New PPP Loan Formula for Self-Employed
On March 3, 2021, the U.S. Small Business Administration issued new Paycheck Protection Program rules, including revisions to PPP loan amount calculations and eligibility changes in an effort to expand funding among small businesses. The SBA also released an updated set of frequently asked questions.
Summary of the Changes
- Allows self-employed individuals who file an IRS Form 1040, Schedule C, Profit or Loss From Business, to calculate their maximum loan amount using gross income instead of net profit (see details below)
- Removes the eligibility restriction that prevents businesses with owners who have non-financial fraud felony convictions in the last year from obtaining PPP loans
- Removes the eligibility restriction that prevents businesses with owners who are delinquent or in default on their Federal student loans from obtaining PPP loans
These changes noted above relate to both First Draw and Second Draw PPP loans.
Loan Amount Calculation Changes
Loan formula changes are for sole proprietors, independent contractors, and self-employed individuals. The calculation changes came about because many Schedule C borrowers may have received very small PPP loans to support their own employment due to having small net profits.
Loan amount calculation changes are related to all loans approved after March 3, 2021, and are not retroactive. A borrower whose PPP loan has already been approved cannot increase their loan amount based on the new methodology.
If you have no employees, your maximum loan amount is based on 2019 or 2020 IRS Form 1040, Schedule C.
- First, use either line 31 net profit amount or line 7 gross income amount (the amount cannot exceed $100,000)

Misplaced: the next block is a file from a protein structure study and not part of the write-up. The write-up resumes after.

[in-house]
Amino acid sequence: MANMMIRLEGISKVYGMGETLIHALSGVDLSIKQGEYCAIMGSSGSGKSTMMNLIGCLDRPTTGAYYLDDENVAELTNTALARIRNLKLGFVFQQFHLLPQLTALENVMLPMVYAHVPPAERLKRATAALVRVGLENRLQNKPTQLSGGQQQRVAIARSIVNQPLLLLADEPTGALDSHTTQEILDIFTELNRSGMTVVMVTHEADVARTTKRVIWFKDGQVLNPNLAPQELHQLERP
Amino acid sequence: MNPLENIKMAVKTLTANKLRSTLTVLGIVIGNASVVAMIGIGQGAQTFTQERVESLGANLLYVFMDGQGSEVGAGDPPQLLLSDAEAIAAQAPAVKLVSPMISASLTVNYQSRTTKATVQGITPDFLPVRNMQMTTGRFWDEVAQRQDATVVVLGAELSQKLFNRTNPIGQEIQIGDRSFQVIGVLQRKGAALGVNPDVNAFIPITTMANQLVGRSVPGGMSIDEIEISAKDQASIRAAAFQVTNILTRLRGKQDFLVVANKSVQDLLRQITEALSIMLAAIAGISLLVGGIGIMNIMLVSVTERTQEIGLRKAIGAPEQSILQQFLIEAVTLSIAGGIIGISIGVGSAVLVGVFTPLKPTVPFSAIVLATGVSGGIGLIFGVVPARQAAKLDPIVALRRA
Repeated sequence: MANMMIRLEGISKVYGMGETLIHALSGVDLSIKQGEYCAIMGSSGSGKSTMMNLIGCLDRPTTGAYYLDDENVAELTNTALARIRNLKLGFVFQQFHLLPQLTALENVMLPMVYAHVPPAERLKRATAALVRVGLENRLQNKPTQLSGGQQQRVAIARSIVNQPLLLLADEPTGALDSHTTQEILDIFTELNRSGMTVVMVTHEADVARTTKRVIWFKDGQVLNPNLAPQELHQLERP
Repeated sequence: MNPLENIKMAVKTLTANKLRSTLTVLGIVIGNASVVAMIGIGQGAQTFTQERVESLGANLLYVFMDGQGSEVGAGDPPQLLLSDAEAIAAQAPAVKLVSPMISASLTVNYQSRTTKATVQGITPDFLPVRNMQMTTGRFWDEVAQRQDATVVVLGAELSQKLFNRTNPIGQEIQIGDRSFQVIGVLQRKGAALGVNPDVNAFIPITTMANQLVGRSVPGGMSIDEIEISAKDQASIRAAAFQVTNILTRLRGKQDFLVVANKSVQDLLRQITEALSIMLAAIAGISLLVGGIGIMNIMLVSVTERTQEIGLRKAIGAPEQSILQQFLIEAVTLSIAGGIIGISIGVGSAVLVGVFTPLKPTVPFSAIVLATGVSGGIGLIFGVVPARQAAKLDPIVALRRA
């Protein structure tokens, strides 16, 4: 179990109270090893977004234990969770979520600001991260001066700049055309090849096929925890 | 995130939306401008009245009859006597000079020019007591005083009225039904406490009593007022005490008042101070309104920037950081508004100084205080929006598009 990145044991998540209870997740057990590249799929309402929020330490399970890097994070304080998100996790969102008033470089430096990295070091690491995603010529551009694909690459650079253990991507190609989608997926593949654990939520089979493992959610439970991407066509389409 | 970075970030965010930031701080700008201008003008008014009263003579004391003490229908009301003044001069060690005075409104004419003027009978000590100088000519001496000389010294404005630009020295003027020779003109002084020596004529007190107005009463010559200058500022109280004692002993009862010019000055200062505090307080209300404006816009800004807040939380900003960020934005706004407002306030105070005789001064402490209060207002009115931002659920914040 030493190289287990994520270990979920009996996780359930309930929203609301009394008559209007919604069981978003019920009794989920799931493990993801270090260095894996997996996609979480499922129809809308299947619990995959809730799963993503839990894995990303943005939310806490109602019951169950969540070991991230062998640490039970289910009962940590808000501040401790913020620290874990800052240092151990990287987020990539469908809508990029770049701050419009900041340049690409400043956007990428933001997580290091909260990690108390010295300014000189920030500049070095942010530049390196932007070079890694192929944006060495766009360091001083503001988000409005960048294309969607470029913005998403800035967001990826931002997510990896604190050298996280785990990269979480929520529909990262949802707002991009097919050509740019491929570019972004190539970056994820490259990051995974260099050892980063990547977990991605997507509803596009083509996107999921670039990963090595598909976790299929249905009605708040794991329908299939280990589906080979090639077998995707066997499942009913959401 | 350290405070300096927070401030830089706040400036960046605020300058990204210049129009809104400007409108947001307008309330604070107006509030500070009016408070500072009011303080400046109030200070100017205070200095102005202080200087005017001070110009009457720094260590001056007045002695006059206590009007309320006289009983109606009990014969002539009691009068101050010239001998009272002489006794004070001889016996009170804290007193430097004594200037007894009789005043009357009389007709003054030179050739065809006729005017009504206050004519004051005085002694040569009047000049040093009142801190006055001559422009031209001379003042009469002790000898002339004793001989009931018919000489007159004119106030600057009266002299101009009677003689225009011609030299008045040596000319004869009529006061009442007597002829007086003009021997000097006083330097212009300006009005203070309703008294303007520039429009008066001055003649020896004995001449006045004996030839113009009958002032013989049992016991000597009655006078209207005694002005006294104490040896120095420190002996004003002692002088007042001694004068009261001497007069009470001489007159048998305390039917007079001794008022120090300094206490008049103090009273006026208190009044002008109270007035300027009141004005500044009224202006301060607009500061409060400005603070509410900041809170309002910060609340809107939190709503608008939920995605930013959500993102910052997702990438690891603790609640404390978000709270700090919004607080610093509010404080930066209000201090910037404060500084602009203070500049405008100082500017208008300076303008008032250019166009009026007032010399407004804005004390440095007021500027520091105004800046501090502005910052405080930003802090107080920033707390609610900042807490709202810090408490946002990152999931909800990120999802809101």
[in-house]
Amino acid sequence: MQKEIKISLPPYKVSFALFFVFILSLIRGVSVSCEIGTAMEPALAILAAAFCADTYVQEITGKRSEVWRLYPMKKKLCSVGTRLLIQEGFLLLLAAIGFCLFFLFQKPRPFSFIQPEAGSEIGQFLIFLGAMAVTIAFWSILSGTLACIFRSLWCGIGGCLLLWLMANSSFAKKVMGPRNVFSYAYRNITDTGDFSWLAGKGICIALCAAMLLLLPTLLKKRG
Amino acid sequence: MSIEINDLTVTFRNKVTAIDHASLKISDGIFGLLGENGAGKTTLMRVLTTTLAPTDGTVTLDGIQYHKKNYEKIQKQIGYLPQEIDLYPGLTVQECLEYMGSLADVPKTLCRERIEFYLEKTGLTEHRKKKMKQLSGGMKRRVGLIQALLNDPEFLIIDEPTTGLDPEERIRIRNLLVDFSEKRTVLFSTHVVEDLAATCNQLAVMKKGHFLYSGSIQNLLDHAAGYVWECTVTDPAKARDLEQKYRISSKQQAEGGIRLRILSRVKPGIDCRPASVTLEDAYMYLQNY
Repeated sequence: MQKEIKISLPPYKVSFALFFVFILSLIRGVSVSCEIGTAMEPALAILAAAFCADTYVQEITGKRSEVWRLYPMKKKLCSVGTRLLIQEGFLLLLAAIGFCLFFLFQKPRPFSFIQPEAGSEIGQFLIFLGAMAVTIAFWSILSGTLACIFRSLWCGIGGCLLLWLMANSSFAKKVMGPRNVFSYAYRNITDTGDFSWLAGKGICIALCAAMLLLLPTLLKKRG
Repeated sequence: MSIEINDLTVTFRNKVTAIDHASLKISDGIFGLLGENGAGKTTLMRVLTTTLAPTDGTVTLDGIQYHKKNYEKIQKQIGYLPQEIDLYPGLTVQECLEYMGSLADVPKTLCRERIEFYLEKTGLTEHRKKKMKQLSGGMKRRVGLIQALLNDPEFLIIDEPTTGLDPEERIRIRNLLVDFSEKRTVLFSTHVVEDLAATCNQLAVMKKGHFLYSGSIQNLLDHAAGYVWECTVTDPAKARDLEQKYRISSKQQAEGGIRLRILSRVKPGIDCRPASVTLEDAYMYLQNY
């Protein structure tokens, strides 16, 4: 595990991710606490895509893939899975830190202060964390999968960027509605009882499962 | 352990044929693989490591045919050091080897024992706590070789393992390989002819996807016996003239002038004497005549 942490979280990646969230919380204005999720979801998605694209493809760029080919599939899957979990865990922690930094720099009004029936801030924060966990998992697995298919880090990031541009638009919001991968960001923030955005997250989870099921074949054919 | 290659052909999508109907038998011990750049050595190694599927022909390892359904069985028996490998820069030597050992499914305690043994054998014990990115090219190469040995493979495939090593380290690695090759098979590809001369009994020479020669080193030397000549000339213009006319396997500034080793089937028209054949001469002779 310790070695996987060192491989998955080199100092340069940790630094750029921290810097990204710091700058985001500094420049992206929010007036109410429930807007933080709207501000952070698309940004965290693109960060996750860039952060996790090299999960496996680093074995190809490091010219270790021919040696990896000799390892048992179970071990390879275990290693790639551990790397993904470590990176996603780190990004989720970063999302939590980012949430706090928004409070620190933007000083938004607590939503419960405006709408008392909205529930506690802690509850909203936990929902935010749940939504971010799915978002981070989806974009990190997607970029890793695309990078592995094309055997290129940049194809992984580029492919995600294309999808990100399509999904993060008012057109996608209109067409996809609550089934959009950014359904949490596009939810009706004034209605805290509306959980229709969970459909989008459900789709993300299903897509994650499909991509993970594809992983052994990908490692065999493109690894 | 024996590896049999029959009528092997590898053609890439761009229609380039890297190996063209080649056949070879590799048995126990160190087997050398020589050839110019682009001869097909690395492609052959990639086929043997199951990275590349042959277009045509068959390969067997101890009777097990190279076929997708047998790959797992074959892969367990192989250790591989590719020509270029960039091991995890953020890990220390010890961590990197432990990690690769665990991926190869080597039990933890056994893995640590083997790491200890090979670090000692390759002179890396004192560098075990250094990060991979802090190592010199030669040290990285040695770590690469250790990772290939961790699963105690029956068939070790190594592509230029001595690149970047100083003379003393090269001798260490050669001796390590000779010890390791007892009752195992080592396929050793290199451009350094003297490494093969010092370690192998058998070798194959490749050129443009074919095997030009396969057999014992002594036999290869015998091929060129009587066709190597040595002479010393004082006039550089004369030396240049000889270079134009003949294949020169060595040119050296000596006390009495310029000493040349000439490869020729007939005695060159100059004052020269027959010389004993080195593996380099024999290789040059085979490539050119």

- Divide by 12 to calculate the average monthly net profit or gross income amount
- Multiply by 2.5 to calculate your loan amount
For First Draw PPP loan borrowers, owner compensation can’t exceed $20,833. For Second Draw loan borrowers, owner compensation can’t exceed $20,833 or 29,167 if NAICS code 72.
If you want to use 2020 numbers to calculate payroll costs and have not yet filed a 2020 tax return, fill it out and compute the value.
If a self-employed borrower has employees, the maximum loan amount is based on 2019 or 2020 IRS Form 1040, Schedule C.
- First, use either:
- Line 31 net profit or
- The new option, which is gross receipts adjusted for payroll costs: line 7 gross income, minus your employee payroll costs reported on lines 14 (employee benefits), 19 (pension/profit sharing), and 26 (wages). The amount cannot exceed $100,000
- Divide by 12 to calculate the average monthly amount
- PLUS average monthly payroll costs
- Multiply by 2.5 months
The SBA also released new PPP loan application forms for Schedule C filers using gross income:
- Form 2483-C: First Draw borrower application form
- Form 2483-SD-C: Second Draw borrower application form
The last day to apply for and receive a PPP loan is March 31, 2021.
If you have any questions or comments please feel free to reach out to our team.